Legislation overhauling the pay system for workers at the Transportation Security Administration would raise costs by about $700 million over five years, mainly due to salary increases, the Congressional Budget Office said in an estimate released Wednesday.
The House Homeland Security Committee approved the bill in July. The Transportation Security Workforce Enhancement Act would abolish TSA's own personnel management system, which was set up when the agency was created in the aftermath of the Sept. 11, 2001, terrorist attacks.
Instead, TSA workers, most of whom are airport screeners, would be brought into the General Schedule pay system that applies to most other federal employees. If the bill becomes law, about 45,000 screeners would have the ability to enter into collective bargaining agreements.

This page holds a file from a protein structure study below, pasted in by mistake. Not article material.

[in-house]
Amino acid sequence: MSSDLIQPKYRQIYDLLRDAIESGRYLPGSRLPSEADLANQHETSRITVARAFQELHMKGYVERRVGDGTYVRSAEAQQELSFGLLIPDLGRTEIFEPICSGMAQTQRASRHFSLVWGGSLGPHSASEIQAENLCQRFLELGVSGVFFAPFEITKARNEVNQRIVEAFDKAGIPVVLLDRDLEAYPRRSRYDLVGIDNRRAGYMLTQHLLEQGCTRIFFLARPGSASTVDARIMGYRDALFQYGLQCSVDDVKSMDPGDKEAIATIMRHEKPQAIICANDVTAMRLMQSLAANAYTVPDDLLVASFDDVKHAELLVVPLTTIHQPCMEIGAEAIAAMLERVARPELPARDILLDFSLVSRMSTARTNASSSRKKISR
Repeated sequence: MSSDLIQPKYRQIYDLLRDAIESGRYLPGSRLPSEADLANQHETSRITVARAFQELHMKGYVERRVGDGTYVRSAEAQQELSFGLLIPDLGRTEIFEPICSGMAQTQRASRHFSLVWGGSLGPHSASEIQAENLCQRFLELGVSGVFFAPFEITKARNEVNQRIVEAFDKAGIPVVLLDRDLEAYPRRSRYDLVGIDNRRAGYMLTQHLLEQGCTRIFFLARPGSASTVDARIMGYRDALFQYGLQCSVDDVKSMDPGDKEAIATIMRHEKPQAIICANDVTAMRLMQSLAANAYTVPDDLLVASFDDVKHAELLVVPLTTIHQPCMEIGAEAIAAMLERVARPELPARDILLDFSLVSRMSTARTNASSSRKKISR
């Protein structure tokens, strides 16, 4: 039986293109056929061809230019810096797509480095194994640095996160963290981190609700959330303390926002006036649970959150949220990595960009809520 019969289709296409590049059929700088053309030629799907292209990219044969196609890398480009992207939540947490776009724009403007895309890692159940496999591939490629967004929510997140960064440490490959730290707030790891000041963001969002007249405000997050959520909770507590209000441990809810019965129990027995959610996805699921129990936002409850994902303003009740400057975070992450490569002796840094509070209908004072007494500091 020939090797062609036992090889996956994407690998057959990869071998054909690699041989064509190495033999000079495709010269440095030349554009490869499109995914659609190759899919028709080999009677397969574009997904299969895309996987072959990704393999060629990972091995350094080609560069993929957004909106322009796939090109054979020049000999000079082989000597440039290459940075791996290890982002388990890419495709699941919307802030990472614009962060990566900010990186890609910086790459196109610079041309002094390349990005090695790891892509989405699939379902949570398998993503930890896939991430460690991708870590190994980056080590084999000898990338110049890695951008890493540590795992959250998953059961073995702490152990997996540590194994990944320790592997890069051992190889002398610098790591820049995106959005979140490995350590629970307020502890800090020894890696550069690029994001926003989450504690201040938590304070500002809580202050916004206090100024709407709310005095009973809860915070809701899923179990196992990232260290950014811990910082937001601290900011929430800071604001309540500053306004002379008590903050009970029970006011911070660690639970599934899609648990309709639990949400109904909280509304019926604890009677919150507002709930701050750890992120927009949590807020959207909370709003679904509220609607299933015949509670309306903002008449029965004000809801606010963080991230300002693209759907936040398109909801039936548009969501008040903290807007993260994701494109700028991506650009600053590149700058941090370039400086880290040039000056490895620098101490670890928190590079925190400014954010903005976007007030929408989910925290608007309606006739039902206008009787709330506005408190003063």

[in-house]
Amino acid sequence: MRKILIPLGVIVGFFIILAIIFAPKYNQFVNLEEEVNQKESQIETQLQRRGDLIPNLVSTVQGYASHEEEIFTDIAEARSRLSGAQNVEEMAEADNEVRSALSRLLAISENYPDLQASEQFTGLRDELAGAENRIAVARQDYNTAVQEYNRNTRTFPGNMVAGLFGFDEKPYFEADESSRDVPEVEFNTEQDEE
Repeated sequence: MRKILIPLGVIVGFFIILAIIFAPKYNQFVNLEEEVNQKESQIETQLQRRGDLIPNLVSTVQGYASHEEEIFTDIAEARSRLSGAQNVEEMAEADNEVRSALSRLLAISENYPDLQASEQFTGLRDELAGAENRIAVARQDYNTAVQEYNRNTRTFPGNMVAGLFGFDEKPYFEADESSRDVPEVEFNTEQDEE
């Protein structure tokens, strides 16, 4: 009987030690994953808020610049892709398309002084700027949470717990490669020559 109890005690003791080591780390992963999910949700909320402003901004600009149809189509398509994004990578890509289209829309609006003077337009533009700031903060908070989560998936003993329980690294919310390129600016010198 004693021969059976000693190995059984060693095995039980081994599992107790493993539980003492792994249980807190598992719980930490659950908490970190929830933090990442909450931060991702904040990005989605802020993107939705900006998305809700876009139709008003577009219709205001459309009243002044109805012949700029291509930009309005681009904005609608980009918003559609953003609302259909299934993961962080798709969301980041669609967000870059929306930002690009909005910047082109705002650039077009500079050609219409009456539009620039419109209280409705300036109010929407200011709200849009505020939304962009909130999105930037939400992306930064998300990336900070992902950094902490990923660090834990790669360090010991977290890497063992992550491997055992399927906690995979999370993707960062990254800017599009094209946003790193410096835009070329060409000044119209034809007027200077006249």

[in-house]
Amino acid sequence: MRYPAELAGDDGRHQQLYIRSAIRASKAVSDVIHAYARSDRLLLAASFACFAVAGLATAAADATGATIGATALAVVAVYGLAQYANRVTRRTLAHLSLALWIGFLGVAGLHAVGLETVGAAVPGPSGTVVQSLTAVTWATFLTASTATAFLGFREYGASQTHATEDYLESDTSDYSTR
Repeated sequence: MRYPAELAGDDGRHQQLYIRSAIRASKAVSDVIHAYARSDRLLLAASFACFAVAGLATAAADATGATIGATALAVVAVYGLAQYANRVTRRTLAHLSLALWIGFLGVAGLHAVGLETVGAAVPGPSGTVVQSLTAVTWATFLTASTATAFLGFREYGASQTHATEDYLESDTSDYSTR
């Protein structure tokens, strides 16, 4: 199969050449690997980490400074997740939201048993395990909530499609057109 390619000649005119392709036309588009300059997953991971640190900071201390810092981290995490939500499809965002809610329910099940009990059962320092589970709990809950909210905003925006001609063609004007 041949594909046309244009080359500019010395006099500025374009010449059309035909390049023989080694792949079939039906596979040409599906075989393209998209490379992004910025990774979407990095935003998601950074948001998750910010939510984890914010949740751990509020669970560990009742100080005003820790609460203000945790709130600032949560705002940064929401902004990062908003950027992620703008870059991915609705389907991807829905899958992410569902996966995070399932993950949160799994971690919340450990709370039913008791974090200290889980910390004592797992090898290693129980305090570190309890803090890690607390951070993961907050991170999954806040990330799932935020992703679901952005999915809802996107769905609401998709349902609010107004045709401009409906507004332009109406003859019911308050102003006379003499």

TSA currently allows screeners to join unions but does not recognize collective bargaining agreements.
CBO estimated that about 36,000 TSA workers would receive raises averaging $1,700 under the bill. No employee would see a pay reduction.
"In total, CBO estimates that moving to the General Schedule would increase outlays by $100 million in 2010 and $626 million over the 2010-2014 period, assuming appropriation of the necessary amounts," CBO said.
The estimate also anticipates that TSA would need to hire labor-relations specialists. CBO projected that collective-bargaining costs would total $11 million in 2010 and $61 million over the five-year period.
The bill, introduced by Rep. Nita Lowey, D-N.Y., awaits action by the House Oversight and Government Reform Committee.